The artist does not and cannot transmit a phenomenon in its entirety. The common time with four beats already conveys a certain intermittence: ‘1 – 2 – 3- 4.’ This intermittence is real and it allows us to show a single property common to a set of objects that we behold, and which is beyond their recognizable quality. Art always divides objects and offers a part instead of a whole, a feature of the whole, and no matter how detailed it is, it is still a dashed line representing a line. Art always separates the similar and unites the different. it is stepped (gradational) and can be montaged. But art is not a train connecting cars full of phrases. Connections highlight the ruptures. We isolate separate features in order to transmit the whole. If we develop a certain segment in great detail, then that segment replaces the whole, transmitting not so much its condition but the meaning of its condition. We divide narratives into separate chapters or paragraphs; we emphasize the distinction of separate lines through rhythm and rhyme. At the same time, we ‘repeat’ and reinforce the previous word with the help of rhyme, as it were, forcing the reader to reread the preceding line.”
Viktor Shklovsky, from Bowstring: On the Dissimilarity of the Similar
That last post was influenced deeply, no, haunted-by-the-ghost-of John Muir, whose biography I started to read while in a cabin without running water or electricity. Accounts of this man’s absolute dedication to being outside have been intoxicating. Below are quotes from The Sierra Club‘s website; Muir co-founded the club:
Walk away quietly in any direction and taste the freedom of the mountaineer. Camp out among the grasses and gentians of glacial meadows, in craggy garden nooks full of nature’s darlings. Climb the mountains and get their good tidings, Nature’s peace will flow into you as sunshine flows into trees. The winds will blow their own freshness into you and the storms their energy, while cares will drop off like autumn leaves. As age comes on, one source of enjoyment after another is closed, but nature’s sources never fail.
Fresh beauty opens one’s eyes wherever it is really seen, but the very abundance and completeness of the common beauty that besets our steps prevents its being absorbed and appreciated. It is a good thing, therefore, to make short excursions now and then to the bottom of the sea among dulse and coral, or up among the clouds on mountain-tops, or in balloons, or even to creep like worms into dark holes and caverns underground, not only to learn something of what is going on in those out-of-the-way places, but to see better what the sun sees on our return to common everyday beauty.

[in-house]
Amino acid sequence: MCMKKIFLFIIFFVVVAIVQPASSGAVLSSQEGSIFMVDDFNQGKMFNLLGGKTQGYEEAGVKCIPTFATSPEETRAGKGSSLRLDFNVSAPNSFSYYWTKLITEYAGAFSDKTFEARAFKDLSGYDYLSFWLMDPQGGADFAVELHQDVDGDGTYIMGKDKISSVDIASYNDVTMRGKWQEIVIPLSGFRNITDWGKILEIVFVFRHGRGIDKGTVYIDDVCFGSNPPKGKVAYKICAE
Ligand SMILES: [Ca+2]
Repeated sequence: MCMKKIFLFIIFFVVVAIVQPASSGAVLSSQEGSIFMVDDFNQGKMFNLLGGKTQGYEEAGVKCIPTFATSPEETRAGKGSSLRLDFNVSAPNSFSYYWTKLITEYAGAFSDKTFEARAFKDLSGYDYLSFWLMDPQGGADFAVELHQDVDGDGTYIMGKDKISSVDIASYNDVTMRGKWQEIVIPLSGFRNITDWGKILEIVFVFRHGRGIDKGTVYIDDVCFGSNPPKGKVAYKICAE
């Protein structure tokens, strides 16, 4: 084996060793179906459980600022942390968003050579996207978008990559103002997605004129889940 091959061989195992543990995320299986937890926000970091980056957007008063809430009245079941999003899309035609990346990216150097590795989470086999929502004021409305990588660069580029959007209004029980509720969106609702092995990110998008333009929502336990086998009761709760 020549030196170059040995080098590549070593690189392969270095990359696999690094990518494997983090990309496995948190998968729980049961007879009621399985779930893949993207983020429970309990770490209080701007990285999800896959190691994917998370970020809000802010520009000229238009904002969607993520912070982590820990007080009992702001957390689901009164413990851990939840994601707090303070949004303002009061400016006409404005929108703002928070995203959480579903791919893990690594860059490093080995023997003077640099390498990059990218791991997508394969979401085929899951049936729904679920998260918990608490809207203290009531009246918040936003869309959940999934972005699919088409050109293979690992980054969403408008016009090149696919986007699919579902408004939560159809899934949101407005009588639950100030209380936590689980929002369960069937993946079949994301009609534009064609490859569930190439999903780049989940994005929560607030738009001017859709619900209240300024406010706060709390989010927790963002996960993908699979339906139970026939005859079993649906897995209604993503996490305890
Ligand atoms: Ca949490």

If my soul could get away from this so-called prison, be granted all the list of attributes generally bestowed on spirits, my first ramble on spirit-wings would not be among the volcanoes of the moon. Nor should I follow the sunbeams to their sources in the sun. I should hover about the beauty of our own good star. I should not go moping among the tombs, not around the artificial desolation of men. I should study Nature’s laws in all their crossings and unions; I should follow magnetic streams to their source and follow the shores of our magnetic oceans. I should go among the rays of the aurora, and follow them to their beginnings, and study their dealings and communions with other powers and expressions of matter. And I should go to the very center of our globe and read the whole splendid page from the beginning. But my first journeys would be into the inner substance of flowers, and among the folds and mazes of Yosemite’s falls. How grand to move about in the very tissue of falling columns, and in the very birthplace of their heavenly harmonies, looking outward as from windows of ever-varying transparency and staining!
I will consider the lilies; I will consider the ferns. I will consider the fragrant ragged edged weeds that bloom with delicate purple stars. I will consider the wild ginger root that brightens the mind and cleans the teeth. I will consider the earthy-tasting richness of the stinging nettle, once it has been blanched in boiling water. I will consider the dizzy cabbage moth wheeling in ecstasy over swaying blossoms. I will consider the plantain weed with its parallel veins: chewed into a poultice, it siphons away bee sting. And I have proven this. And consider it. I will consider long grasses and spongy mosses, layers of generations of trees both standing and fallen, falling water, trickling water, misting, foggy, frozen, shimmering, ebbing and flowing water, always rising and always falling. I will consider the ruffling layers of stony oyster shells and the curving worms that shelter beneath them at low tide. I will consider the scuttling claws and waving tentacles, the slimy and bony mounds of trembling life washed by the sea in its heaving rhythm. And I will be rich and will not be poor, though the city would deem me so. I will be rich and eat dandelion greens. I will be rich and bathe in gold, when that gold is post-rain sun.
Gardens are a constant metaphor in my mind, and, lately, in my drawings. The funny thing is that I’m a really rotten gardener. I covet the endlessly thoughtful arrangements that house-owners keep up here on Crown Hill above Ballard in Seattle. I take long walks and drink it in. And then I come back to my rental and see things like this:
It looks lush, yes– green stuff grows everywhere in the spring in the Northwest. But it is all a tangle. An unkempt, unkept mini-wilderness that makes me want to shield my face from the surrounding upstanding-citizens-of-the-yard. Arguably, my drawn or painted gardens also reflect the untidy version of growth. Many wouldn’t even see them as gardens. But maybe this is the year. The year for trimming and choosing, even in this rented space. Maybe I’ll learn some more about what I’m thinking if I get my hands into the soil.